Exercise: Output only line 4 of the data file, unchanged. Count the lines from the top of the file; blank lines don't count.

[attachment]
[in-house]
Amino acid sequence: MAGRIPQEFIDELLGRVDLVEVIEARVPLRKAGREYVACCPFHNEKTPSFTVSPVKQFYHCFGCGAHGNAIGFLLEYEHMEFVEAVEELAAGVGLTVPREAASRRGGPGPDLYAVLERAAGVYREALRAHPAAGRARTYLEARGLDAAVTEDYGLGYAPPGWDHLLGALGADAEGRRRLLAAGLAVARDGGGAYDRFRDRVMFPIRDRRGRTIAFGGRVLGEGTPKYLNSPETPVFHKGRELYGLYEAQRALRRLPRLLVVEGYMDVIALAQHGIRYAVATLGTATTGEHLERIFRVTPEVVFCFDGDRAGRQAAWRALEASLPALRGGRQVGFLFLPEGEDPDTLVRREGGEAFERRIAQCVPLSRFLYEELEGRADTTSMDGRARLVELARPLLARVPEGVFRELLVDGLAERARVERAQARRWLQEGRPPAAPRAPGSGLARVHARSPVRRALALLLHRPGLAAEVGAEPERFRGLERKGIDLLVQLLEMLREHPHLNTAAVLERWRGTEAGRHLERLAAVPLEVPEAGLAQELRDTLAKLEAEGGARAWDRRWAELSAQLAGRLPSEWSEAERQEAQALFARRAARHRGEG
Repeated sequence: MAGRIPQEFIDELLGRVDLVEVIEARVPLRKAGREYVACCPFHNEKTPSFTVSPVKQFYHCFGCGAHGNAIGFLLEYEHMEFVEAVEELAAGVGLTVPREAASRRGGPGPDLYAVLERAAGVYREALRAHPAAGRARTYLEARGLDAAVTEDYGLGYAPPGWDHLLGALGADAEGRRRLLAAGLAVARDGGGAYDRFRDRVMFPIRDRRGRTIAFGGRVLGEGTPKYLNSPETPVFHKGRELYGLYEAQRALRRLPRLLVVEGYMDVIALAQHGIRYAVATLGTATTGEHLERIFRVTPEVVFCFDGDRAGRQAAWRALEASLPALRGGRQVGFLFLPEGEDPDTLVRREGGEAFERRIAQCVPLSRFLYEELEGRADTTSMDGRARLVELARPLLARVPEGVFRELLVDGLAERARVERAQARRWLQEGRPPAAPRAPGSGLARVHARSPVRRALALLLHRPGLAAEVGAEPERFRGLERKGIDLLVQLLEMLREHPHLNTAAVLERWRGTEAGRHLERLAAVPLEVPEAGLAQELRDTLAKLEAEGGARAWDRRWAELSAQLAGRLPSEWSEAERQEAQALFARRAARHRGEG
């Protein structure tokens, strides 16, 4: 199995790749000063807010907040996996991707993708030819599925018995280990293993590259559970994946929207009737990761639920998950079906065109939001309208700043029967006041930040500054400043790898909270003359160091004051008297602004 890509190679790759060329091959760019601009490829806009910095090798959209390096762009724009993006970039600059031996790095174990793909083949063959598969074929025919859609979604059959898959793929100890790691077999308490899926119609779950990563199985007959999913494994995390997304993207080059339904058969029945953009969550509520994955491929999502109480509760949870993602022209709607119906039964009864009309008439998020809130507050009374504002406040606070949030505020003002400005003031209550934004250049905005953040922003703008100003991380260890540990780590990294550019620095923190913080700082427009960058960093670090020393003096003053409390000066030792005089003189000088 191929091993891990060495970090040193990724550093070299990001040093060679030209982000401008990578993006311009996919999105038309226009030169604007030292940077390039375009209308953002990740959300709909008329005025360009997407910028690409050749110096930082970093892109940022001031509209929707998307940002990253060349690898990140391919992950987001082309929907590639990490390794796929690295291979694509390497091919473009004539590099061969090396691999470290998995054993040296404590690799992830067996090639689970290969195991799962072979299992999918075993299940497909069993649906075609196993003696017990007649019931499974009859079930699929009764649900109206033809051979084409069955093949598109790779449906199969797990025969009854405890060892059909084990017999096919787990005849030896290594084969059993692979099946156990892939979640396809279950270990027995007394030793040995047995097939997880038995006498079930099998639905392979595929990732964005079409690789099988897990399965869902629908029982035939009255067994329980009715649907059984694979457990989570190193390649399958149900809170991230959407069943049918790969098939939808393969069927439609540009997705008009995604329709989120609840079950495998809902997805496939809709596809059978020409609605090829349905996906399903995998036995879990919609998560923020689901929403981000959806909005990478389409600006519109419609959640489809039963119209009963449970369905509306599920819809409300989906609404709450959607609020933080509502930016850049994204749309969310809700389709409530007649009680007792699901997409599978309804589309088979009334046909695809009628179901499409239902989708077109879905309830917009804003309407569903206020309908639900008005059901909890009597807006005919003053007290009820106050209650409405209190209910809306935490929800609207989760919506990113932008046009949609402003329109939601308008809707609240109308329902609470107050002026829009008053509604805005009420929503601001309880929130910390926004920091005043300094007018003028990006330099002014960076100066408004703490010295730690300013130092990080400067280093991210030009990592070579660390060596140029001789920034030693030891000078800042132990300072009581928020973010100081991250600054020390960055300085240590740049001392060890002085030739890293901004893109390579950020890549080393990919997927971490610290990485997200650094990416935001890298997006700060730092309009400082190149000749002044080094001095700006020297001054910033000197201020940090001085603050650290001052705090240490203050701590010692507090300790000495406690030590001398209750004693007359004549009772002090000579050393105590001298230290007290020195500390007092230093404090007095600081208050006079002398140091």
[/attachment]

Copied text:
């Protein structure tokens, strides 16, 4: 199995790749000063807010907040996996991707993708030819599925018995280990293993590259559970994946929207009737990761639920998950079906065109939001309208700043029967006041930040500054400043790898909270003359160091004051008297602004 890509190679790759060329091959760019601009490829806009910095090798959209390096762009724009993006970039600059031996790095174990793909083949063959598969074929025919859609979604059959898959793929100890790691077999308490899926119609779950990563199985007959999913494994995390997304993207080059339904058969029945953009969550509520994955491929999502109480509760949870993602022209709607119906039964009864009309008439998020809130507050009374504002406040606070949030505020003002400005003031209550934004250049905005953040922003703008100003991380260890540990780590990294550019620095923190913080700082427009960058960093670090020393003096003053409390000066030792005089003189000088 191929091993891990060495970090040193990724550093070299990001040093060679030209982000401008990578993006311009996919999105038309226009030169604007030292940077390039375009209308953002990740959300709909008329005025360009997407910028690409050749110096930082970093892109940022001031509209929707998307940002990253060349690898990140391919992950987001082309929907590639990490390794796929690295291979694509390497091919473009004539590099061969090396691999470290998995054993040296404590690799992830067996090639689970290969195991799962072979299992999918075993299940497909069993649906075609196993003696017990007649019931499974009859079930699929009764649900109206033809051979084409069955093949598109790779449906199969797990025969009854405890060892059909084990017999096919787990005849030896290594084969059993692979099946156990892939979640396809279950270990027995007394030793040995047995097939997880038995006498079930099998639905392979595929990732964005079409690789099988897990399965869902629908029982035939009255067994329980009715649907059984694979457990989570190193390649399958149900809170991230959407069943049918790969098939939808393969069927439609540009997705008009995604329709989120609840079950495998809902997805496939809709596809059978020409609605090829349905996906399903995998036995879990919609998560923020689901929403981000959806909005990478389409600006519109419609959640489809039963119209009963449970369905509306599920819809409300989906609404709450959607609020933080509502930016850049994204749309969310809700389709409530007649009680007792699901997409599978309804589309088979009334046909695809009628179901499409239902989708077109879905309830917009804003309407569903206020309908639900008005059901909890009597807006005919003053007290009820106050209650409405209190209910809306935490929800609207989760919506990113932008046009949609402003329109939601308008809707609240109308329902609470107050002026829009008053509604805005009420929503601001309880929130910390926004920091005043300094007018003028990006330099002014960076100066408004703490010295730690300013130092990080400067280093991210030009990592070579660390060596140029001789920034030693030891000078800042132990300072009581928020973010100081991250600054020390960055300085240590740049001392060890002085030739890293901004893109390579950020890549080393990919997927971490610290990485997200650094990416935001890298997006700060730092309009400082190149000749002044080094001095700006020297001054910033000197201020940090001085603050650290001052705090240490203050701590010692507090300790000495406690030590001398209750004693007359004549009772002090000579050393105590001298230290007290020195500390007092230093404090007095600081208050006079002398140091």